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Describing and Calculating Energy ChangesA bowler lifts a

Chemistry: The Central Science | 12th Edition | ISBN: 9780321696724 | Authors: Theodore E. Brown; H. Eugene LeMay; Bruce E. Bursten; Catherine Murphy; Patrick Woodward ISBN: 9780321696724 27

Solution for problem 1PE Chapter 5

Chemistry: The Central Science | 12th Edition

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Chemistry: The Central Science | 12th Edition | ISBN: 9780321696724 | Authors: Theodore E. Brown; H. Eugene LeMay; Bruce E. Bursten; Catherine Murphy; Patrick Woodward

Chemistry: The Central Science | 12th Edition

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Problem 1PE

Problem 1PE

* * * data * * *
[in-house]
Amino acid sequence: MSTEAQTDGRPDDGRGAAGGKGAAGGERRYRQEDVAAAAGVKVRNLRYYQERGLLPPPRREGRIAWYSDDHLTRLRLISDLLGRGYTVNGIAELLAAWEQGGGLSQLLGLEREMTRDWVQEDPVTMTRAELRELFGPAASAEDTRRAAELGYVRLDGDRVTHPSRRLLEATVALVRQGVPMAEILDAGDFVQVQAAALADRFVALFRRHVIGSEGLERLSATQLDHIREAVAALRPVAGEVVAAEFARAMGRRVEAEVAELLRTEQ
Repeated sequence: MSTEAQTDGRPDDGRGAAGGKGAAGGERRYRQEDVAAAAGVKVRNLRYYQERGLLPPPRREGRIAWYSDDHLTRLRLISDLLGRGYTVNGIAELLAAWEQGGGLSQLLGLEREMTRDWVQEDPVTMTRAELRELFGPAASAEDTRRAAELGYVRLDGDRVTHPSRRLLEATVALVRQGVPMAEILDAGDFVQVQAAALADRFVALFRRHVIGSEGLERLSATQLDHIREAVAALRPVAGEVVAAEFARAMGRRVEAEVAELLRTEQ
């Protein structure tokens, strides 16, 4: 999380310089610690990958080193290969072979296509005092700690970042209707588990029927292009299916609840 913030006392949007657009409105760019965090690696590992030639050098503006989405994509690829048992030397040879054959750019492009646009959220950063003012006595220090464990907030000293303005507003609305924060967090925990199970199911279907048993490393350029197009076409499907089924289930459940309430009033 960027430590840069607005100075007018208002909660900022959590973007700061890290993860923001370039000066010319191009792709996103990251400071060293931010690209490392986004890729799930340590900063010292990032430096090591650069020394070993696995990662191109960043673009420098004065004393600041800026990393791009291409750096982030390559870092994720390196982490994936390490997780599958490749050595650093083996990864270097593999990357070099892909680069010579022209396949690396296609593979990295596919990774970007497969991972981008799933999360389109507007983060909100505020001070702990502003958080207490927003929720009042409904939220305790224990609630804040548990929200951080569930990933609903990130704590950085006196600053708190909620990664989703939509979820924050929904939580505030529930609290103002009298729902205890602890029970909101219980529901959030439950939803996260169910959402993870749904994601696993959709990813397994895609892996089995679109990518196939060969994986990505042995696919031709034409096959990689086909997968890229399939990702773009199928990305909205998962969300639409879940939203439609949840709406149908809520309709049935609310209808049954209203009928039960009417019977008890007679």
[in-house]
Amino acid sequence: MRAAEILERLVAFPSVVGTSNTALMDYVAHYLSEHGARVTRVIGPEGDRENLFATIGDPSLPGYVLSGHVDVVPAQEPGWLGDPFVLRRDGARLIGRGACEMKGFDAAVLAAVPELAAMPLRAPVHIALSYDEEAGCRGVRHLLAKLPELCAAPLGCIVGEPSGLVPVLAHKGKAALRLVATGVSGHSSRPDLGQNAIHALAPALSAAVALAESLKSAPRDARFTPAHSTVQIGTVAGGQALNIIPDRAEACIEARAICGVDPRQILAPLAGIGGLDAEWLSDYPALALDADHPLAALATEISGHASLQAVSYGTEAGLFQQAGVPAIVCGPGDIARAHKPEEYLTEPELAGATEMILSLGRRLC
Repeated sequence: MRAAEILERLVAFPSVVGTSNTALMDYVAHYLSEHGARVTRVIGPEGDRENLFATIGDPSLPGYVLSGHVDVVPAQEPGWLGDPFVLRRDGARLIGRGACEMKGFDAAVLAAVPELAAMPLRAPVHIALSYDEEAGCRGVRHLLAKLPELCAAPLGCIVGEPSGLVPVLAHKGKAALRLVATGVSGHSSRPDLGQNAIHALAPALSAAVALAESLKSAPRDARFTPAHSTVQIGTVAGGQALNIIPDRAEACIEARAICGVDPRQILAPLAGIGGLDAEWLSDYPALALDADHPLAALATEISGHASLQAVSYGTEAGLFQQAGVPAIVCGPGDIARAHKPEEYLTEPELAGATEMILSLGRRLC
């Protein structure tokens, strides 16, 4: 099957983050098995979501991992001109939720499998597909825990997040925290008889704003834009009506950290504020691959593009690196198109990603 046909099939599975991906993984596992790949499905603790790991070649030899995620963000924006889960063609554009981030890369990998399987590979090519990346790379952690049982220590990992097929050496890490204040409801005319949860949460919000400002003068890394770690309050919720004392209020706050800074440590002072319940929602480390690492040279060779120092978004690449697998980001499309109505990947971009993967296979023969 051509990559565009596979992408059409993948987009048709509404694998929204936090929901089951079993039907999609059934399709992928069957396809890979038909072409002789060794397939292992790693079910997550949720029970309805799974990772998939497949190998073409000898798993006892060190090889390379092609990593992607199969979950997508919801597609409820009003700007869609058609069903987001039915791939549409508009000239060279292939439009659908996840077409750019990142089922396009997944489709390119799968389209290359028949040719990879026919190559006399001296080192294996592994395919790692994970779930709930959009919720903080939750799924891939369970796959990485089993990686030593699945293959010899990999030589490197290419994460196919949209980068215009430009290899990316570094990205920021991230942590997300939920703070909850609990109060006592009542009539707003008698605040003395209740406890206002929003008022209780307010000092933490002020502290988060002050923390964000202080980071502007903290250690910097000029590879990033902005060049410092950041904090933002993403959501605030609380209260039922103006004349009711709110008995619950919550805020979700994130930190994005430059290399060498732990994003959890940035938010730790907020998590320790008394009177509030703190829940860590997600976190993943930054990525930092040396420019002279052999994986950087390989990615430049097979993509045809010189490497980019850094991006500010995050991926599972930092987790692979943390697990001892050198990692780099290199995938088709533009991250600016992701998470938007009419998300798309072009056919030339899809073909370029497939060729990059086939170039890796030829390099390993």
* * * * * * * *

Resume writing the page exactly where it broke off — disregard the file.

Describing and Calculating Energy Changes

A bowler lifts a 5.4-kg (12-lb) bowling ball from ground level to a height of 1.6 m (5.2 ft) and then drops it.

(a) What happens to the potential energy of the ball as it is raised? (b) What quantity of work, in J, is used to raise the ball? (c) After the ball is dropped, it gains kinetic energy. If all the work done in part(b) has been converted to kinetic energy by the time the ball strikes the ground, what is the ball’s speed just before it hits the ground? (Note: The force due to gravity is F = m × g, where m is the mass of the object and g is the gravitational constant; g = 9.8 m/s2.)

What is the kinetic energy, in J, of (a) an Ar atom moving at a speed of 650 m/s, (b) a mole of Ar atoms moving at 650 m/s? (Hint: 1 amu = 1.66 × 10-27 kg.)